The power of colour in design is undisputed. Colour is eye-catching, grabs attention, it creates visual impact, organizes and group things, but most importantly evoke emotions. In this article I would like to suggest some tips and also things to consider when choosing colour.
Before choosing a specific colour, always take into account the cultural factor and who your intended audience is. For example if you belong to the western world you might white associated with purity, such as the white wedding dress.
But in China in brides more often wear red, a colour that symbolizes good fortune. Also in a number of Pacific Rim cultures white is considered the colour of mourning, while in America and Europe, we have black connected with mourning and death.
Even among the same culture, sometimes a colour can convey a different message, depending the context and the hue. Green is often associated with fresh, cool, healthy, environmental friendly. In the 15th century “Saint Wolfgang and the Devil” by Michael Pacher, the Devil is green. Poets such as Chaucer also drew connections between the colour green and the devil. Green has also been associated with jealousy, envy and sickness.
Knowing history of colour trends can also help you choose and avoid specific colour combinations that are strongly associated with that era. For example pink, black and turquoise was running amok at 1950s and today the combination Is usually used to evoke a retro feeling.
Colours that appear naturally together always make pleasing palletes, after all nature pre-dates our colour theories. And in most cases has better taste than us!!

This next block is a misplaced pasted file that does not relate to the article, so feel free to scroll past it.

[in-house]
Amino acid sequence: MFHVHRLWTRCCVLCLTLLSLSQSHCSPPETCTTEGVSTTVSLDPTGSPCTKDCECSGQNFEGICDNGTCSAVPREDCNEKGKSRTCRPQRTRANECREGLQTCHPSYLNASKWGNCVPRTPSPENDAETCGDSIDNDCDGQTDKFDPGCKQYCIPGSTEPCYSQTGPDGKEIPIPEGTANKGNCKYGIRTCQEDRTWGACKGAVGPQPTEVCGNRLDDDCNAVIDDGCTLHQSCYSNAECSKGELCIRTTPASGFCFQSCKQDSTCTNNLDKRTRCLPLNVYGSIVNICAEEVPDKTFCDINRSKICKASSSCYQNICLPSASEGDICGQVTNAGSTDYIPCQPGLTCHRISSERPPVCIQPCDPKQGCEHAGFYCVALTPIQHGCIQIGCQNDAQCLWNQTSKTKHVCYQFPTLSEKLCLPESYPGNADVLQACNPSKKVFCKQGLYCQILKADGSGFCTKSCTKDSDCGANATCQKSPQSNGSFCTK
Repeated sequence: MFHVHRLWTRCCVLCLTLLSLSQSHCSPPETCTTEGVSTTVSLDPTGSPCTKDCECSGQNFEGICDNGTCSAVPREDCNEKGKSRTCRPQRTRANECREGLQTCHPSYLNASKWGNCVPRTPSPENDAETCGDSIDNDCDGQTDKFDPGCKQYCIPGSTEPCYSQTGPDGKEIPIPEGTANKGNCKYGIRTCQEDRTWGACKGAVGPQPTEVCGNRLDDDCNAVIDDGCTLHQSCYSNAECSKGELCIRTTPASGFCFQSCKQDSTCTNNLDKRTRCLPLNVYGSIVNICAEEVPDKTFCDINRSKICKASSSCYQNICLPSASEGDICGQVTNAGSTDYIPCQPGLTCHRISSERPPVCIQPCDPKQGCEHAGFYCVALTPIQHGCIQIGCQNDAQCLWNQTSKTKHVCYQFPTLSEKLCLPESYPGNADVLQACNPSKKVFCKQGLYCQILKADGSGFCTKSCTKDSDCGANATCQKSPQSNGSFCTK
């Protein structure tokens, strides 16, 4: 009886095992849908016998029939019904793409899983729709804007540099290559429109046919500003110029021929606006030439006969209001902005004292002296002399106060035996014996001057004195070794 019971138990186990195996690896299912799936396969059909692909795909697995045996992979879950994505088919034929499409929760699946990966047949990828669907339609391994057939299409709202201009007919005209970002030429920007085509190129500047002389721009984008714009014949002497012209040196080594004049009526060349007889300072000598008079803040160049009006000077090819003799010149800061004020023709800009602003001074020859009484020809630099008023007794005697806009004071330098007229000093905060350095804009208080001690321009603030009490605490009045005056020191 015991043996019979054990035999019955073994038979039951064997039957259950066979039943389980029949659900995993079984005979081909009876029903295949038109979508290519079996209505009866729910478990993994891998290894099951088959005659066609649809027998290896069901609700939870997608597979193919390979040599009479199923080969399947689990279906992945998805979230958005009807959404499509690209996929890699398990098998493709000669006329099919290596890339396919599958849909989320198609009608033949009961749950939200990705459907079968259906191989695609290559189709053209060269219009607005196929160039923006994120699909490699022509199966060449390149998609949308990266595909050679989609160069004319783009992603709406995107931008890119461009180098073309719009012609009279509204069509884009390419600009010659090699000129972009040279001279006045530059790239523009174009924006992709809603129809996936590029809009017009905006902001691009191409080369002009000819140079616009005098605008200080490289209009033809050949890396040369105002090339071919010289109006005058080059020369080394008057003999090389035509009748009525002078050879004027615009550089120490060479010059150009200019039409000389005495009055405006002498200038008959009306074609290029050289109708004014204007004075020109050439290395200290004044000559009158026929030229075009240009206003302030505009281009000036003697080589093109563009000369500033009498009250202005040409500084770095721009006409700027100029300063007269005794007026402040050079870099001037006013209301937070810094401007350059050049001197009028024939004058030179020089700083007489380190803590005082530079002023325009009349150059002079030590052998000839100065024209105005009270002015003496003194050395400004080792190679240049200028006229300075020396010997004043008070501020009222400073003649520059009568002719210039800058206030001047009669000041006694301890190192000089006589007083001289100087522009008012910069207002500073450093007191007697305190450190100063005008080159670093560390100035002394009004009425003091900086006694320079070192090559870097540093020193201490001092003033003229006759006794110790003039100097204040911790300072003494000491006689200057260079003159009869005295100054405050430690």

Knowing the mechanics of the colour wheel takes a lot of guess work out, and helps you choose effective colour combinations. Usually the colour wheel is represented by 12 colours, positioned in it like the hours in an analog clock.
The primary colours yellow, blue and red, are separated by three colours, so starting with yellow at 12 o’clock, red would be at 4, and blue at 8 o’clock.
Secondary colours are produced by mixing two primary colours. The secondary colours are placed in between the two primary colours that created them.
For example between yellow and red are orange hues, between red and blue are the purple hues, and between blue and yellow are green hues.
Colours opposite the wheel are called complementary and have the highest possible contrast.
Side by side colours on the wheel are related and are called analogous, Pairing analogous colours create unity.
You can check out Adobe Kuler (http://kuler.adobe.com/#create/fromacolor),a free online application that can help you experiment with the colour wheel and various combinations.
Warm and Cool Colours
Warm colours are often said to be hues from red through yellow, browns and tans included; cool colors are often said to be the hues from blue green through blue violet, most greys included. Colour theory has ascribed perceptual and psychological effects to this contrast. Warm colours are said to advance or appear more active in a painting, while cool colors tend to recede; used in interior design or fashion, warm colours are said to arouse or stimulate the viewer, while cool colours calm and relax. Most of these effects, to the extent they are real, can be attributed to the higher saturation and lighter value of warm pigments in contrast to cool pigments. Thus, brown is a dark, unsaturated warm colour that few people think of as visually active or psychologically arousing.
There are various colour books (or indexes) aiming specifically to help designers and artists pick harmonious and dynamic colour palettes. They can be used as inspiration or as a guide to build your own colour palettes. You can find a selection of colour books and indexes analyzing popular colours at our store section.
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I hope you find this article useful, feel free to add any tips you have on how we can choose colours! See you next time!